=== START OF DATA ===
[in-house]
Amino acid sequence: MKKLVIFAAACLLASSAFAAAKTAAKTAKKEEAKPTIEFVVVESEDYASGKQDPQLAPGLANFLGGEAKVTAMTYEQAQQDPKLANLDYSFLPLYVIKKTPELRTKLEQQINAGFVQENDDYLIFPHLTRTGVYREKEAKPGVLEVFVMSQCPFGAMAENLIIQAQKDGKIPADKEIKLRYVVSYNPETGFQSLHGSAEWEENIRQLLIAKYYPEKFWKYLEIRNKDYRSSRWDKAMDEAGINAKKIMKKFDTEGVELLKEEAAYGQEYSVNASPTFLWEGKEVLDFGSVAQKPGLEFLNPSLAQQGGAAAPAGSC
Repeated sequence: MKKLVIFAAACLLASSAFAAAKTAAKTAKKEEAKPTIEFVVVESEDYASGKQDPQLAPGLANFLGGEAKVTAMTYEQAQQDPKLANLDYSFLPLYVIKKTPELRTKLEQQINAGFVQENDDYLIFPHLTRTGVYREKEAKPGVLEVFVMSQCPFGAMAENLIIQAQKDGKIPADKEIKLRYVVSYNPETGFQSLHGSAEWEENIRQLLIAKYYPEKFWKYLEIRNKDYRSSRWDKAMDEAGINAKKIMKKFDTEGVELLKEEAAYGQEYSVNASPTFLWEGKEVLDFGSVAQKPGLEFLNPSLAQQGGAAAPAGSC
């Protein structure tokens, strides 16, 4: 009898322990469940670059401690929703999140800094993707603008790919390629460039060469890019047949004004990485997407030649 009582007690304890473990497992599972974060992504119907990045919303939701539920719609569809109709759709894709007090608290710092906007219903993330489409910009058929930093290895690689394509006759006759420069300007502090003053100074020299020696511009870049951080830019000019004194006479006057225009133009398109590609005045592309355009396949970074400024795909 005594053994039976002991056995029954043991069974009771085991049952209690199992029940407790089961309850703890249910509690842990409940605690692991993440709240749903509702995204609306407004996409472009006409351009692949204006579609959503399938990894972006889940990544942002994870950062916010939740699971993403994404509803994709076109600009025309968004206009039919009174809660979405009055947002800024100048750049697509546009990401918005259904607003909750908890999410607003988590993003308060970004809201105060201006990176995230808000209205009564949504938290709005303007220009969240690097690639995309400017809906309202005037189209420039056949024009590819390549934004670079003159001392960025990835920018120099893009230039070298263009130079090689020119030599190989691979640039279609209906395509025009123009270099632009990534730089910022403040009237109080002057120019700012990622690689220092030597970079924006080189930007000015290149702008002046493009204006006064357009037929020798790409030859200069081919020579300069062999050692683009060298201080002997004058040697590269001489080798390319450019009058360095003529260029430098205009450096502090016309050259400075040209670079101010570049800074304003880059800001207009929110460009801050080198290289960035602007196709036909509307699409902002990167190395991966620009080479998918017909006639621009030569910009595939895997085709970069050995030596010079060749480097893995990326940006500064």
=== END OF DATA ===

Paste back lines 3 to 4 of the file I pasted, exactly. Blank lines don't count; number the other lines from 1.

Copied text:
Repeated sequence: MKKLVIFAAACLLASSAFAAAKTAAKTAKKEEAKPTIEFVVVESEDYASGKQDPQLAPGLANFLGGEAKVTAMTYEQAQQDPKLANLDYSFLPLYVIKKTPELRTKLEQQINAGFVQENDDYLIFPHLTRTGVYREKEAKPGVLEVFVMSQCPFGAMAENLIIQAQKDGKIPADKEIKLRYVVSYNPETGFQSLHGSAEWEENIRQLLIAKYYPEKFWKYLEIRNKDYRSSRWDKAMDEAGINAKKIMKKFDTEGVELLKEEAAYGQEYSVNASPTFLWEGKEVLDFGSVAQKPGLEFLNPSLAQQGGAAAPAGSC
């Protein structure tokens, strides 16, 4: 009898322990469940670059401690929703999140800094993707603008790919390629460039060469890019047949004004990485997407030649 009582007690304890473990497992599972974060992504119907990045919303939701539920719609569809109709759709894709007090608290710092906007219903993330489409910009058929930093290895690689394509006759006759420069300007502090003053100074020299020696511009870049951080830019000019004194006479006057225009133009398109590609005045592309355009396949970074400024795909 005594053994039976002991056995029954043991069974009771085991049952209690199992029940407790089961309850703890249910509690842990409940605690692991993440709240749903509702995204609306407004996409472009006409351009692949204006579609959503399938990894972006889940990544942002994870950062916010939740699971993403994404509803994709076109600009025309968004206009039919009174809660979405009055947002800024100048750049697509546009990401918005259904607003909750908890999410607003988590993003308060970004809201105060201006990176995230808000209205009564949504938290709005303007220009969240690097690639995309400017809906309202005037189209420039056949024009590819390549934004670079003159001392960025990835920018120099893009230039070298263009130079090689020119030599190989691979640039279609209906395509025009123009270099632009990534730089910022403040009237109080002057120019700012990622690689220092030597970079924006080189930007000015290149702008002046493009204006006064357009037929020798790409030859200069081919020579300069062999050692683009060298201080002997004058040697590269001489080798390319450019009058360095003529260029430098205009450096502090016309050259400075040209670079101010570049800074304003880059800001207009929110460009801050080198290289960035602007196709036909509307699409902002990167190395991966620009080479998918017909006639621009030569910009595939895997085709970069050995030596010079060749480097893995990326940006500064």